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Casey Affleck Explains Joaquin Phoenix's Letterman Appearance on 'The Tonight Show' (VIDEO)

by Jason Hughes, posted Sep 22nd 2010 9:35AM
Casey Affleck, 'The Tonight Show with Jay Leno'Now that the cat is out of the bag, confirming the long-running theories that Joaquin Phoenix's very public psychological meltdown was in fact part of a bizarre movie project he was doing, The film's director, Casey Affleck, went on 'The Tonight Show' (Weeknights, 11:35PM on NBC) to try and clarify exactly what's been going on, including Phoenix's infamous bearded and off-kilter appearance on the 'Late Show' in January 2009.

When Jay Leno asked Affleck directly if David Letterman was in on the hoax, Affleck answered evasively. "Neither Joaquin or I ever talked to Dave," he said, leaving it wide open that someone else involved could have filled him in. "I told [Paul] Shaffer, but he's not going to tell anybody," Affleck joked.

"So you told people around Dave," Leno prodded, clearly doubting that Letterman wasn't in on the gag. He then explained the real reason he knew the interview was a staged ruse for the sake of the film. Letterman "didn't seem cranky enough."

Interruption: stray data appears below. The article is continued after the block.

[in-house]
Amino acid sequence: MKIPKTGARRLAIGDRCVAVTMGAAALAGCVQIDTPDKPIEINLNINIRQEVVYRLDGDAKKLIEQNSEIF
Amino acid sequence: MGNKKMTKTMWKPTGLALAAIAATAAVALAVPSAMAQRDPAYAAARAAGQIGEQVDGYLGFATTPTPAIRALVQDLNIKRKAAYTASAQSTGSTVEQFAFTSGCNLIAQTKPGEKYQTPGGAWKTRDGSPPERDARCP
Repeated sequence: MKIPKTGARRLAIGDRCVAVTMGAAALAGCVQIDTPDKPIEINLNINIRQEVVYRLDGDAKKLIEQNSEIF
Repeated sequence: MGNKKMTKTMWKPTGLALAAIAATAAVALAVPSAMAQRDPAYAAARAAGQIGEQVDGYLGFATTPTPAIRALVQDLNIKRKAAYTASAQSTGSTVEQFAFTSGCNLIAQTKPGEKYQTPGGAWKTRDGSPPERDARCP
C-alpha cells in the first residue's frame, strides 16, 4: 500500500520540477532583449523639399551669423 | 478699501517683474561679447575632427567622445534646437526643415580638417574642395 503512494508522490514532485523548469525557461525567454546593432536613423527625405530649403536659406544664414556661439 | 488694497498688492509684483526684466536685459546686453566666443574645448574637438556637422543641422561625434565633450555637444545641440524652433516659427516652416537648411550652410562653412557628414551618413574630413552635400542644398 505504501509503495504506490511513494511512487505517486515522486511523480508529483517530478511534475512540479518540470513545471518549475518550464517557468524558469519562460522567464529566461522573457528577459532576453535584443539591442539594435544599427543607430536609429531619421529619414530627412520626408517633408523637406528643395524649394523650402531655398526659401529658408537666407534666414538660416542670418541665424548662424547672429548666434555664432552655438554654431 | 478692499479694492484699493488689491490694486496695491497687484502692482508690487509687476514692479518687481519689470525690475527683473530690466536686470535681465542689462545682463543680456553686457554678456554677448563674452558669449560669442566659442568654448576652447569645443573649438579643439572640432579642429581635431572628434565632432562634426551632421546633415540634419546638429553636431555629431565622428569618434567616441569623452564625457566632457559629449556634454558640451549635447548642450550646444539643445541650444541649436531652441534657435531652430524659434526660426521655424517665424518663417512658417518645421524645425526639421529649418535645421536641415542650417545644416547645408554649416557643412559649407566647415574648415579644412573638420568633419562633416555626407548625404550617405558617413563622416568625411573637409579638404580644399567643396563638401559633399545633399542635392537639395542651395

Leno went on to use the word "cranky" three more times in explaining how Dave's general enjoyment of the wonky interview with Phoenix was proof that he knew the whole time he was being put on.

The rest of the interview clarified that Affleck does not consider the film a documentary as all the participants were acting, and sometimes off of a script. Nor does he really see it as a social experiment. He probably rejects the term mockumentary, as well, but there is one thing he will call the project. "I would just sort of call it a movie," he said.

In the end, after more than a year of shenanigans and confusion, the result is the movie 'I'm Still Here,' When it was released, critics were still thinking it was a true documentary of Phoenix's complete and total meltdown. Roger Ebert wrote, "The tragedy of Joaquin Phoenix's self-destruction has been made into 'I'm Still Here,' a sad and painful documentary that serves little useful purpose other than to pound another nail into the coffin. Here is a gifted actor who apparently by his own decision has brought desolation upon his head."

That the film has deceived people about its truthfulness to this degree could impact its ultimate acceptance as a piece of performance art, or "call it a movie." Time will tell. What do you think of this whole thing? Will you see 'I'm Still Here'? Will you support Joaquin Phoenix as he presumably tries to return to more traditional roles?

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Scott K

I'll see it eventually. At this point it doesn't really effect whether I'll see a movie he's in or not in the future.

I will be interesting to see how he acts on Letterman tonight.

September 22 2010 at 9:49 AM Report abuse rate up rate down Reply

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